The politics of access control on the early Web

A space once existed, where many early web users teased out their relationship with the web. On logging on to GeoCities a 2D space opened, where your presence was represented as neighborhoods which you would hop into and become part of a community. This space set the foundation of blogging sites and social networking as we know it today, A space that James Dladla would have flourished in were it not for the digital divide. 

David Bohnett and John Rezner

Beverly Hills, a startup by David Bohnett and John Rezner has shaped online website hosting and website development as we know it today. The pair pursued to open website hosting by envisioning a digital space as colossal as AOL, yet open to the whole world. In addition to allocating each new user a free 15MB hosting space, they further categorized the users according to “genres” of content, as it were a collection of cities or neighborhoods.

These ‘Cities’ were Hollywood, a celebrity and fans site, Area51 a science fiction site, and Beverly Hills, a fashion and shopping site. This categorization relates closely to how drag and drop website development sites like Wix and GoDaddy use themes that are already categorized into areas of interest. Born out of the concept of cities, the company was renamed Geocities.

From GeoCities to GoDaddy

If 64-year-old James Dladla were to make his own website without the help of his grandson what tools would he use? Growing up at a time where computers were very rare in southern Africa and exacerbated by the digital divide and the prejudices of the apartheid bantu education system, James is a technology alien. Yet, the affordances of drag and drop tools started by GeoCities and grew into hosting services like GoDaddy, James can now make his own website.

James would choose the photography ‘City’ and customize the theme without worrying about the under-the-hood CSS look and feel, and how JavaScript is being modified to suit the functionality of his website.

Until 1999, GeoCities categorized its websites into pages that followed the following scheme: GeoCities.com/neighborhood/number starting with number 1000 and counting to 9999 GeoCities. (1999

Fast, simple, free.

In the early 90s, a free 15MB web hosting space was lavish, a DIY website using drag and drop tools was cutting edge technology, and online presence was still reserved for the few elite. Yet, GeoCities opened the world of the web to everyone, and thus, growing the company phenomenally. This suddenly opened digital ecosphere to users and novice web content producers and developers. GeoCities become the one stop shop of website publishing without the albatross of HTML and FTP fluency requirements.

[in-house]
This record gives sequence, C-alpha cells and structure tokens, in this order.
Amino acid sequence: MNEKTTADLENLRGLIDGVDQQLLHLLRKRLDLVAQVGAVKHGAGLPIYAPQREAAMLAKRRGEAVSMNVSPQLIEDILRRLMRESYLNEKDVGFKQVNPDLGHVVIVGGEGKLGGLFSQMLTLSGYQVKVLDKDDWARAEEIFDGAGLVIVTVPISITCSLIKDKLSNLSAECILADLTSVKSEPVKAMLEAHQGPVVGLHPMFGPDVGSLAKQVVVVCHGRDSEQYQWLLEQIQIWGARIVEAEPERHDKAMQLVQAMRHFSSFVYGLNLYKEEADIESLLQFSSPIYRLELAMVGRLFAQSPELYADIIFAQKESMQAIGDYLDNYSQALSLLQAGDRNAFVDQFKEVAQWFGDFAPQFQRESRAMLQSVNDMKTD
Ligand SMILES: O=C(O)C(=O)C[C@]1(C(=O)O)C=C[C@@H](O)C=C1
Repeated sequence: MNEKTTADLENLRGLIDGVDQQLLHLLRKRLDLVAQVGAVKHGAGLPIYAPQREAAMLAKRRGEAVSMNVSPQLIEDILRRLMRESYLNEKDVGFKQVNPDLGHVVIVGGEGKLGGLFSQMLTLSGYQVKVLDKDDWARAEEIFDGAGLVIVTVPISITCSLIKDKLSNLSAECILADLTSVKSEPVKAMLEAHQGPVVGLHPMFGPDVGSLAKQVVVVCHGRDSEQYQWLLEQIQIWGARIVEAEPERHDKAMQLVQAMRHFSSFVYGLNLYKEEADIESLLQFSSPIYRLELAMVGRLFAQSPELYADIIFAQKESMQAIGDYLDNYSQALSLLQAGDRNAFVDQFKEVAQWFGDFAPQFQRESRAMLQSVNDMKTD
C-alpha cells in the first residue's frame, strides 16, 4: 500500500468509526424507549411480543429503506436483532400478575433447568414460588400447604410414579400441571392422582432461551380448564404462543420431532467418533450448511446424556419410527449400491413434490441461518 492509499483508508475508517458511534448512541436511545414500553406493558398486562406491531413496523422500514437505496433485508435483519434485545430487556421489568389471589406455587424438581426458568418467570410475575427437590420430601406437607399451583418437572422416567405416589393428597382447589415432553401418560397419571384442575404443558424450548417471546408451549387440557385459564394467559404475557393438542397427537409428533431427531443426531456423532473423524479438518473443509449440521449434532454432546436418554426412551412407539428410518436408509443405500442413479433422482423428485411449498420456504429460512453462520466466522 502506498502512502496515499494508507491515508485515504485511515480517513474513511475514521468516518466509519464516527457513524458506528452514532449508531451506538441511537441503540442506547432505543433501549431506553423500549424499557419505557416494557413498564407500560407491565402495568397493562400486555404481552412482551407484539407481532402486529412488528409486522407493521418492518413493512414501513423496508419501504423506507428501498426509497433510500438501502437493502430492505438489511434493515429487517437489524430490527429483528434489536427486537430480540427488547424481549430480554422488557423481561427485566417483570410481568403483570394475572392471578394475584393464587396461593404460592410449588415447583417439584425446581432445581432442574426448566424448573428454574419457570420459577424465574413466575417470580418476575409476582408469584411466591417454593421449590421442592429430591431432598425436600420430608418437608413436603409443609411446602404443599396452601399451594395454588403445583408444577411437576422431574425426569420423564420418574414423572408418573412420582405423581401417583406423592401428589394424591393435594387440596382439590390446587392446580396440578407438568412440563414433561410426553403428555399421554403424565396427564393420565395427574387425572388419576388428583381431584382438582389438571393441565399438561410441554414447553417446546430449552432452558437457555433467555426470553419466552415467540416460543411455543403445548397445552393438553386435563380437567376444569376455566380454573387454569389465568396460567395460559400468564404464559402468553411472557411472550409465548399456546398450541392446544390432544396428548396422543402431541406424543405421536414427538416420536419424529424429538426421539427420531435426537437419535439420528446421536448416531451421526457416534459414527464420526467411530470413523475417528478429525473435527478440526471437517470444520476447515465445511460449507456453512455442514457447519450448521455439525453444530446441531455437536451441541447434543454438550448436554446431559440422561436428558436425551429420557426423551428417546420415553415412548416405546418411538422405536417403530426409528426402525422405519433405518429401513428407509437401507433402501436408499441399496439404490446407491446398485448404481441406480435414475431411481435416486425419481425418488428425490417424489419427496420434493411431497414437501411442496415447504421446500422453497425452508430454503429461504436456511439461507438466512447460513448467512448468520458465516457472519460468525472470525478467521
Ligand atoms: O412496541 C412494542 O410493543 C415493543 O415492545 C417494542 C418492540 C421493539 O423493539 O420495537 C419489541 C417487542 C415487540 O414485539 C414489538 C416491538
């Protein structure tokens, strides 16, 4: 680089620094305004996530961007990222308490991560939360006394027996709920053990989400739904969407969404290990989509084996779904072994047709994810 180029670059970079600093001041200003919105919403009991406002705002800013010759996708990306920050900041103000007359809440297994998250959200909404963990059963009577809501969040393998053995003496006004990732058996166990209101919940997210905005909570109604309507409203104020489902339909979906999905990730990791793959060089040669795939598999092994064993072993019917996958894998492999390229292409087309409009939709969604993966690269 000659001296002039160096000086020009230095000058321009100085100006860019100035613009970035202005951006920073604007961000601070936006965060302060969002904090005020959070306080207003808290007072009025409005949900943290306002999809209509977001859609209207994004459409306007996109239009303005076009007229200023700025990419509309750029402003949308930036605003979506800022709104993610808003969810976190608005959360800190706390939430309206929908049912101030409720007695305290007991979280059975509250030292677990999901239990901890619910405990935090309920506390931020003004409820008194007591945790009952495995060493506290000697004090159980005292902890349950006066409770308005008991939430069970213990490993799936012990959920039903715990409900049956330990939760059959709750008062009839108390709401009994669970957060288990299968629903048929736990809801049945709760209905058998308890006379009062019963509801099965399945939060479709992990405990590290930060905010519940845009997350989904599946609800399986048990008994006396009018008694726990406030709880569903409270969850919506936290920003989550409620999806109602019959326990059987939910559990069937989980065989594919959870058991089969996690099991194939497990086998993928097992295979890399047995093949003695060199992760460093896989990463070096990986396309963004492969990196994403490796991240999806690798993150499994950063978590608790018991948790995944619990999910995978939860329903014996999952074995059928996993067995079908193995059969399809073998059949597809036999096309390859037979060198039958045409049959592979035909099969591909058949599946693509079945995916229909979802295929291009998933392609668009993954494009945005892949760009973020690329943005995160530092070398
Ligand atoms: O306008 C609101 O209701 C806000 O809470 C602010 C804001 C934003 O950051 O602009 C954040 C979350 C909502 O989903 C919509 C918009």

The shift space.

In the early 90s, a free 15MB web hosting space was lavish, a DIY website using drag and drop tools was cutting edge technology, and online presence was still reserved for the few elite. Yet, GeoCities opened the world of the web to everyone, and thus, growing the company phenomenally. This suddenly opened digital ecosphere to users and novice web content producers and developers. GeoCities become the one stop shop of website publishing without the albatross of HTML and FTP fluency requirements.

The acquisition of GeoCities by the internet giant Yahoo In 1999 ensured that company’s exponential financial growth, only for its doors to be shut down 10 years late. If James Dladla’s website was being hosted by GeoCities, he would have lost his digital footprint in In October 2009, where thousands of bare HTML pages collected on “GeoCities.com” were taken down.

Conclusion

For a few thousand web communities and cities, achievers saved total of 650GB of family photos, GIFs, and newsletters. The aim of the achievers was to s save those pages which they considered worthy and unique, especially the websites with the scientific and the historical content. if James were to hos his site in that era, he would have lost his works since photography would not have been regarded as important. Interestingly, if James would have produced his photographs of the 1976 Soweto uprisings, maybe the achiever would have considered them as historic artifacts. The process of archiving GoeCities raises questions of who tells the internet world what should be regarded as important and not.

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